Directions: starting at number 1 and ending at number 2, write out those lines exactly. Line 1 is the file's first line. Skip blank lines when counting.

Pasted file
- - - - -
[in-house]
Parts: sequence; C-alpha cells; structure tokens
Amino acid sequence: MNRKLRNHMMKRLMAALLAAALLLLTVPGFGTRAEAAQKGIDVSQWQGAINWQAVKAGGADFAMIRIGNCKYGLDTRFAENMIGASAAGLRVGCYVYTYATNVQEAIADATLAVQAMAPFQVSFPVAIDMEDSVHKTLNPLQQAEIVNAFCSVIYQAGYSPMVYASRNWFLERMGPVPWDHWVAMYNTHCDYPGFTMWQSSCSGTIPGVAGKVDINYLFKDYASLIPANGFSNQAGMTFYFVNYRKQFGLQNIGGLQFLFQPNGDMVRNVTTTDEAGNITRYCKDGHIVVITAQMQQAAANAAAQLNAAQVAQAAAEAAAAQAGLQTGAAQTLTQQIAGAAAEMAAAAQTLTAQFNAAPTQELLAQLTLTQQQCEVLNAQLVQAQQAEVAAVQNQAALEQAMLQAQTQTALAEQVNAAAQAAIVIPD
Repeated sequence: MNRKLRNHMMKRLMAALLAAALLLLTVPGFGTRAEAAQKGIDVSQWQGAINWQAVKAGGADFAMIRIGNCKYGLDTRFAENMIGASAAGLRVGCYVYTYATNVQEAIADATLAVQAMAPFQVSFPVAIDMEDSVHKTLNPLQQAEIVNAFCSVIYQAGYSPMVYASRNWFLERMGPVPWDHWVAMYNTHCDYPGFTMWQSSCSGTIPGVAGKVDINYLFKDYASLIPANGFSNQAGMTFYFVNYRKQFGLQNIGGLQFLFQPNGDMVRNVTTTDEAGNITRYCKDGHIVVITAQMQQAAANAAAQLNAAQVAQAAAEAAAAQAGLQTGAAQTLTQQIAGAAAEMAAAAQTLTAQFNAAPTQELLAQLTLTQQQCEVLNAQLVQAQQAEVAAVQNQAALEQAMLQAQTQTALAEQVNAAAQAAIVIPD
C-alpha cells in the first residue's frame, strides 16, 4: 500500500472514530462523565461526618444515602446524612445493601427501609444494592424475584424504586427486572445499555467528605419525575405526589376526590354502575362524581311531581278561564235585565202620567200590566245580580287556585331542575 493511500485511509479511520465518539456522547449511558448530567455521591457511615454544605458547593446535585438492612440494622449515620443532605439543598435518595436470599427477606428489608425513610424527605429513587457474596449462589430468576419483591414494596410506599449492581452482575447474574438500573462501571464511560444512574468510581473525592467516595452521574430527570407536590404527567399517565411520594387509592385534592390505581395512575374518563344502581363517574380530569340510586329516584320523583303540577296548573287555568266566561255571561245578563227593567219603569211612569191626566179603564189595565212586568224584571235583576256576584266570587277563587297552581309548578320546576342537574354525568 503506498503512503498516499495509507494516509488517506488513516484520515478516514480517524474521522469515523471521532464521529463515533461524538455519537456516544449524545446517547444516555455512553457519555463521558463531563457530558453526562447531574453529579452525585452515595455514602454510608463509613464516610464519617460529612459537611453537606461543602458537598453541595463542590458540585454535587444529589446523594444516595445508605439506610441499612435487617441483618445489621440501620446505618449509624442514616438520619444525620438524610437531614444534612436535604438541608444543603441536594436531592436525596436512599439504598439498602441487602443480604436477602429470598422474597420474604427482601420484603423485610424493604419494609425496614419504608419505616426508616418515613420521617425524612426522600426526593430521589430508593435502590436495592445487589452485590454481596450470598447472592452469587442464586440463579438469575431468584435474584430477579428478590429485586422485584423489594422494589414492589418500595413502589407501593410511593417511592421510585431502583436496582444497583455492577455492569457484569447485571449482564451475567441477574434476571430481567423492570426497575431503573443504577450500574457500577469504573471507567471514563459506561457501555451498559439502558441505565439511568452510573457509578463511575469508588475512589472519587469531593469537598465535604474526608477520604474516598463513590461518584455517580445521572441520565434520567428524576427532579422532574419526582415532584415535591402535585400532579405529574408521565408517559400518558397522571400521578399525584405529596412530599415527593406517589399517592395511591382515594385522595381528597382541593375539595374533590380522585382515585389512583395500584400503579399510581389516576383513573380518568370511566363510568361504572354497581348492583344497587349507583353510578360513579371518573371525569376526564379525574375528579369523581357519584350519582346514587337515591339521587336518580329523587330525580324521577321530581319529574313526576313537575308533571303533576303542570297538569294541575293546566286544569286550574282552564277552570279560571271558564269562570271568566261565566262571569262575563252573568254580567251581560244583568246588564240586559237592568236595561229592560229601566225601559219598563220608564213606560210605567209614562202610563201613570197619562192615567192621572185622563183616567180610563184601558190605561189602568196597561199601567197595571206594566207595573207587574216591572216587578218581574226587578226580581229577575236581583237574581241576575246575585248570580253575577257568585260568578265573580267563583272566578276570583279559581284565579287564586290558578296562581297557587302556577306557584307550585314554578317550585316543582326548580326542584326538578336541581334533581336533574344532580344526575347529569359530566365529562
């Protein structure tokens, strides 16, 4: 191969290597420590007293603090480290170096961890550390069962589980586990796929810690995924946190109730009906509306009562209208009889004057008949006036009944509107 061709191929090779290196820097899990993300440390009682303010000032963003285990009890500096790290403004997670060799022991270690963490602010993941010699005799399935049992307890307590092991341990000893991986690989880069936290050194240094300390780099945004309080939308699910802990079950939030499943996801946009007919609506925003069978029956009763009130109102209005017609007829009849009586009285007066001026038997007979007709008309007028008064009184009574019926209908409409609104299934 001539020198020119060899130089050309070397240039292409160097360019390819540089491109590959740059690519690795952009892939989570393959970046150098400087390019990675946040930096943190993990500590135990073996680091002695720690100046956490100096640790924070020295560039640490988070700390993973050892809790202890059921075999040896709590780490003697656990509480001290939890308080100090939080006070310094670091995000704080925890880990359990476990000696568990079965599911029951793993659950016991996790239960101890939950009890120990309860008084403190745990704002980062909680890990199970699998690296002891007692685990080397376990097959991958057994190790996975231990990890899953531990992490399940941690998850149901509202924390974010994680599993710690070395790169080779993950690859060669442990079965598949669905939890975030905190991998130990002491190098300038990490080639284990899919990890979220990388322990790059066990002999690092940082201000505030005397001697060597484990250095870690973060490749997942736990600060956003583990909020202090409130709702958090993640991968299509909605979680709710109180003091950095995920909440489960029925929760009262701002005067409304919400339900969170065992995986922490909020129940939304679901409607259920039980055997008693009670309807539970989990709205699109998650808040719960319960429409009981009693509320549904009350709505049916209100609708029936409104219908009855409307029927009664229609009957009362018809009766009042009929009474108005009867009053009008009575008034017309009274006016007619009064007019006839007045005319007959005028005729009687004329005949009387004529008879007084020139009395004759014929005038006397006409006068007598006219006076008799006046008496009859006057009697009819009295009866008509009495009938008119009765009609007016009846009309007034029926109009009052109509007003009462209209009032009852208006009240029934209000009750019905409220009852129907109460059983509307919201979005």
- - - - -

[in-house]
Parts: sequence; C-alpha cells; structure tokens